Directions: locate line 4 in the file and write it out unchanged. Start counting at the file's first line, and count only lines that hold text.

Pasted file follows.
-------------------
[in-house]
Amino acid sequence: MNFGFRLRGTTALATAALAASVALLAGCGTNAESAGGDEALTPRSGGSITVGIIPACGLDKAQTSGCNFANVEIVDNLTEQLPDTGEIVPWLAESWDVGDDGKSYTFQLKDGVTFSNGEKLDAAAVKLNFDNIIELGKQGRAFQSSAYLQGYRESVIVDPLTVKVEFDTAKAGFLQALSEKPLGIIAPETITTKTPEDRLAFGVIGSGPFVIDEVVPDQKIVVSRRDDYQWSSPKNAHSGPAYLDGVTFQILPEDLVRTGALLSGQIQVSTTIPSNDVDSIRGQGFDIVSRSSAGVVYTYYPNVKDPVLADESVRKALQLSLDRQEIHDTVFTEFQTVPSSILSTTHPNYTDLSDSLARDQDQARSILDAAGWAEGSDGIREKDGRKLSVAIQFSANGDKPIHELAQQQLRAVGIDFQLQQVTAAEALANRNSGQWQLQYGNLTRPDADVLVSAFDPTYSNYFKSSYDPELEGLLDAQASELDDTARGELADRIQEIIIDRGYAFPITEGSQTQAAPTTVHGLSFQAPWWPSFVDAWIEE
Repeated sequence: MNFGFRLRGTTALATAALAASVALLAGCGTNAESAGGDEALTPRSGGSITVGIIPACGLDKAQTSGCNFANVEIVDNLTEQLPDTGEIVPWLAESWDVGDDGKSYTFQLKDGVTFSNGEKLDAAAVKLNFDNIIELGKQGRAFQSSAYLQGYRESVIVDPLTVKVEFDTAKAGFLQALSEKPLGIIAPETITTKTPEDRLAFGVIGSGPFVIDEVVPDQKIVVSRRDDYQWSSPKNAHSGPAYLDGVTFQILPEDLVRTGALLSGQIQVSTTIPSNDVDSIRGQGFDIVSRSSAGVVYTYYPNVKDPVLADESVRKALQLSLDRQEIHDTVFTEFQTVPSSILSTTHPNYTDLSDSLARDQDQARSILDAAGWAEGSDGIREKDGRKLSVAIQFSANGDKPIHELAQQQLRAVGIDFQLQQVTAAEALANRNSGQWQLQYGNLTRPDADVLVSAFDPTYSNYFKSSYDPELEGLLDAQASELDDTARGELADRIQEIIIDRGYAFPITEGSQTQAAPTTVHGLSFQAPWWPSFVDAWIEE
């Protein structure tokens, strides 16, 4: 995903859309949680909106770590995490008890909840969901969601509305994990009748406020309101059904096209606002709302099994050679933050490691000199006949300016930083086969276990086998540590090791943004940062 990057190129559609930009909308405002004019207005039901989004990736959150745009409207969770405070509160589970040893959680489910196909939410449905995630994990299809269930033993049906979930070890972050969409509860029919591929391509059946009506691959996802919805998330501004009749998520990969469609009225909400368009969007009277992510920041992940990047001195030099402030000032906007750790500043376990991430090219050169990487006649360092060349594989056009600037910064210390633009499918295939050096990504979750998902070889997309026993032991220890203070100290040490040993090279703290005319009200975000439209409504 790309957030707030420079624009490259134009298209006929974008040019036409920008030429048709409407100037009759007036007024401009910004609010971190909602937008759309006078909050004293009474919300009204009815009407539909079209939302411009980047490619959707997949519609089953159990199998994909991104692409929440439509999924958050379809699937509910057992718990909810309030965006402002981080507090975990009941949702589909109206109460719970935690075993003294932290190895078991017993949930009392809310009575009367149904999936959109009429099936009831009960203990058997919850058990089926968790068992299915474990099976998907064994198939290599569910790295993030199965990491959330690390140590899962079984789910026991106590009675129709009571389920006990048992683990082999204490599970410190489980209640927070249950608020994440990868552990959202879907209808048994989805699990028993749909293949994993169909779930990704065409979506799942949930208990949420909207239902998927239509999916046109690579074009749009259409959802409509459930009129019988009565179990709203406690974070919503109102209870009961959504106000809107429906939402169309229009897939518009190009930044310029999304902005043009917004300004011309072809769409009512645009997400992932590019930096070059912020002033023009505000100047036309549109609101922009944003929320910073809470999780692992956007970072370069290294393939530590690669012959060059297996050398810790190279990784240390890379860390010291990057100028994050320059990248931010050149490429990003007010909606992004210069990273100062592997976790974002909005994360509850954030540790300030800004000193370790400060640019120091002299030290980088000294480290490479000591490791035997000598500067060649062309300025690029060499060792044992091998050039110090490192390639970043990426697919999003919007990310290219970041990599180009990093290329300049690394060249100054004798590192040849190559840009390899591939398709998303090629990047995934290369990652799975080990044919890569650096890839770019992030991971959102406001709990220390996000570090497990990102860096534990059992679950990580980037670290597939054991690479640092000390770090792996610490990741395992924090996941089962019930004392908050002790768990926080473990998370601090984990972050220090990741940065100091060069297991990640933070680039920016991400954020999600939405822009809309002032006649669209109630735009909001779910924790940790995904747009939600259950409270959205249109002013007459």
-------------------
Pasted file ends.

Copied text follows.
């Protein structure tokens, strides 16, 4: 995903859309949680909106770590995490008890909840969901969601509305994990009748406020309101059904096209606002709302099994050679933050490691000199006949300016930083086969276990086998540590090791943004940062 990057190129559609930009909308405002004019207005039901989004990736959150745009409207969770405070509160589970040893959680489910196909939410449905995630994990299809269930033993049906979930070890972050969409509860029919591929391509059946009506691959996802919805998330501004009749998520990969469609009225909400368009969007009277992510920041992940990047001195030099402030000032906007750790500043376990991430090219050169990487006649360092060349594989056009600037910064210390633009499918295939050096990504979750998902070889997309026993032991220890203070100290040490040993090279703290005319009200975000439209409504 790309957030707030420079624009490259134009298209006929974008040019036409920008030429048709409407100037009759007036007024401009910004609010971190909602937008759309006078909050004293009474919300009204009815009407539909079209939302411009980047490619959707997949519609089953159990199998994909991104692409929440439509999924958050379809699937509910057992718990909810309030965006402002981080507090975990009941949702589909109206109460719970935690075993003294932290190895078991017993949930009392809310009575009367149904999936959109009429099936009831009960203990058997919850058990089926968790068992299915474990099976998907064994198939290599569910790295993030199965990491959330690390140590899962079984789910026991106590009675129709009571389920006990048992683990082999204490599970410190489980209640927070249950608020994440990868552990959202879907209808048994989805699990028993749909293949994993169909779930990704065409979506799942949930208990949420909207239902998927239509999916046109690579074009749009259409959802409509459930009129019988009565179990709203406690974070919503109102209870009961959504106000809107429906939402169309229009897939518009190009930044310029999304902005043009917004300004011309072809769409009512645009997400992932590019930096070059912020002033023009505000100047036309549109609101922009944003929320910073809470999780692992956007970072370069290294393939530590690669012959060059297996050398810790190279990784240390890379860390010291990057100028994050320059990248931010050149490429990003007010909606992004210069990273100062592997976790974002909005994360509850954030540790300030800004000193370790400060640019120091002299030290980088000294480290490479000591490791035997000598500067060649062309300025690029060499060792044992091998050039110090490192390639970043990426697919999003919007990310290219970041990599180009990093290329300049690394060249100054004798590192040849190559840009390899591939398709998303090629990047995934290369990652799975080990044919890569650096890839770019992030991971959102406001709990220390996000570090497990990102860096534990059992679950990580980037670290597939054991690479640092000390770090792996610490990741395992924090996941089962019930004392908050002790768990926080473990998370601090984990972050220090990741940065100091060069297991990640933070680039920016991400954020999600939405822009809309002032006649669209109630735009909001779910924790940790995904747009939600259950409270959205249109002013007459």